|Media Release – Justice and Public Safety
Building permits under 2010 National Building Code accepted until Dec. 31, 2021
6 May 2021
FREDERICTON (GNB) — A grace period has been established to allow the construction industry time to transition from the 2010 National Building Code to the 2015 version, as part of changes to a regulation under the Building Code Administration Act effective immediately.
“Since adopting the 2015 National Building Code earlier this year, concerns were raised by some developers who had performed significant work in planning construction based on the 2010 code,” said Justice and Public Safety Minister Hugh J. Flemming. “We listened and are extending the grace period to provide the industry with more time to adjust to the new building code.”
The amended regulation will allow building permits under both the 2010 and 2015 National Building Codes to be accepted until Dec. 31, 2021. Effective Jan. 1, 2022, only permits based on the 2015 National Building Code will be accepted.
In addition to the establishment of the grace period, the regulation was also amended to ensure that buildings designed for overnight accommodation with a total floor area of less than 56.08 square meters (625 square feet) are exempt from the code, such as small camps and lodges or sheds.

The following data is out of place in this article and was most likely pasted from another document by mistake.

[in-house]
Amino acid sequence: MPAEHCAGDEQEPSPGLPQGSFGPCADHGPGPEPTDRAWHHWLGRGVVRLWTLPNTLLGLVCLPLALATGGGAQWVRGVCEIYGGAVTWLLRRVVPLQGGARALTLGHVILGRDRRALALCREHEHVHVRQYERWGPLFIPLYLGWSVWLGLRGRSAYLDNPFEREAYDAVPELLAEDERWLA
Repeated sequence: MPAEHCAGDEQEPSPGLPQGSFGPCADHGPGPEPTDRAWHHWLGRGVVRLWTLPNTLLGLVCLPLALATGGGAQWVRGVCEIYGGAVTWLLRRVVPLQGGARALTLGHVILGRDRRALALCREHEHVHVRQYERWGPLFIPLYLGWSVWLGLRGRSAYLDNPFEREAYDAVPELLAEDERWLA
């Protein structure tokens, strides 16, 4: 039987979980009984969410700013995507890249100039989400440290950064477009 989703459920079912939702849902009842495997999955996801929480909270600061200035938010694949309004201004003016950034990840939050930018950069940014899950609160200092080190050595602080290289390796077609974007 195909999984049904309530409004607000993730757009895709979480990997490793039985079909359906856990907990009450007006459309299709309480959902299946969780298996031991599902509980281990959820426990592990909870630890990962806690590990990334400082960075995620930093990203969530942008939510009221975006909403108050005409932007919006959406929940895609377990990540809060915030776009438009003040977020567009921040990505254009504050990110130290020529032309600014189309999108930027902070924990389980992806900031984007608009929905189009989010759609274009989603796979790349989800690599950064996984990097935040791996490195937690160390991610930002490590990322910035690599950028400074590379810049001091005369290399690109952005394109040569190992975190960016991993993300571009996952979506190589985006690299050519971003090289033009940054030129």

“We have seen in the last year the renewed interest in exploring our beautiful province through recreational activities,” said Flemming. “This exemption will remove a barrier for those seeking to build a simple fishing or hunting camp, and for entrepreneurial New Brunswickers who are developing overnight accommodations to meet the demand for ‘glamping sites’ and other small structures designed for camping.”
The regulation was also amended to exempt buildings which fall under the definition of accessory buildings. This allows the use of ungraded lumber – lumber that is not “stamped” – for these buildings.
The Building Code Administration Act was introduced and passed in March 2020 to allow the government to adopt the latest version of the National Building Code and the National Energy Code for Buildings. The day-to-day operations of administering building permits and performing inspections are the responsibility of local governments and regional service commissions.
Information on the National Building Code of Canada is available on the National Research Council website.
Coreen Enos, communications, Department of Justice and Public Safety, email@example.com.